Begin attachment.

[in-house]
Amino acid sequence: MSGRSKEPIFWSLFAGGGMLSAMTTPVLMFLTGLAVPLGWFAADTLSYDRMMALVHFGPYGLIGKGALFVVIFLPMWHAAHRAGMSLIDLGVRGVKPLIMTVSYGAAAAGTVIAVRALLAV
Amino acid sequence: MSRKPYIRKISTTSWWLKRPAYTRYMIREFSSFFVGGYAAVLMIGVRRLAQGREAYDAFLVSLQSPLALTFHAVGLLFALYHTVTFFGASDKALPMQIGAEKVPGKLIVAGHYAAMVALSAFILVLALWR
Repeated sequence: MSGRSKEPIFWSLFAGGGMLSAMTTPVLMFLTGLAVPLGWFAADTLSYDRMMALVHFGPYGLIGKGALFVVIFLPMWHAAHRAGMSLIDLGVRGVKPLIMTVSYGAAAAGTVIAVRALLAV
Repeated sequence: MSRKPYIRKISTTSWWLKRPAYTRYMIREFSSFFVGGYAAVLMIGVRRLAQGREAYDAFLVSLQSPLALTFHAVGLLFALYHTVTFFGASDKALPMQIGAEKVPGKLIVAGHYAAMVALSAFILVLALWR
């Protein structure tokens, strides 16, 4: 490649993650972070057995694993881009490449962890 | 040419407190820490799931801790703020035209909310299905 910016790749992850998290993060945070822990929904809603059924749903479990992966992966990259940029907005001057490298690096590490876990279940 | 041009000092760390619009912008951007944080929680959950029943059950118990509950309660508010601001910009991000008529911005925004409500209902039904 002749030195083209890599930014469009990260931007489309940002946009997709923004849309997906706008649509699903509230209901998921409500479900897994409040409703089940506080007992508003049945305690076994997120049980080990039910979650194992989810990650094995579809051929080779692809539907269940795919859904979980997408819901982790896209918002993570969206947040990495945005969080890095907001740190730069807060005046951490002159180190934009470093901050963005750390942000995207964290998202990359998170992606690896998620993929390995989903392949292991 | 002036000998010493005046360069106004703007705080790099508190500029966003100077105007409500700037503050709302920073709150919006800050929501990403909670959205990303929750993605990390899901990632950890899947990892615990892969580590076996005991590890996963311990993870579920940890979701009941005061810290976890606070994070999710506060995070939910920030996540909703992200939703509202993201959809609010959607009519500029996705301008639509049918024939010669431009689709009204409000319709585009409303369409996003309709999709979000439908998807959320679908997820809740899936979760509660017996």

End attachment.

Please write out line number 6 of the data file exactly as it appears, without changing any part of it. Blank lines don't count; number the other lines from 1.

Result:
């Protein structure tokens, strides 16, 4: 490649993650972070057995694993881009490449962890 | 040419407190820490799931801790703020035209909310299905 910016790749992850998290993060945070822990929904809603059924749903479990992966992966990259940029907005001057490298690096590490876990279940 | 041009000092760390619009912008951007944080929680959950029943059950118990509950309660508010601001910009991000008529911005925004409500209902039904 002749030195083209890599930014469009990260931007489309940002946009997709923004849309997906706008649509699903509230209901998921409500479900897994409040409703089940506080007992508003049945305690076994997120049980080990039910979650194992989810990650094995579809051929080779692809539907269940795919859904979980997408819901982790896209918002993570969206947040990495945005969080890095907001740190730069807060005046951490002159180190934009470093901050963005750390942000995207964290998202990359998170992606690896998620993929390995989903392949292991 | 002036000998010493005046360069106004703007705080790099508190500029966003100077105007409500700037503050709302920073709150919006800050929501990403909670959205990303929750993605990390899901990632950890899947990892615990892969580590076996005991590890996963311990993870579920940890979701009941005061810290976890606070994070999710506060995070939910920030996540909703992200939703509202993201959809609010959607009519500029996705301008639509049918024939010669431009689709009204409000319709585009409303369409996003309709999709979000439908998807959320679908997820809740899936979760509660017996």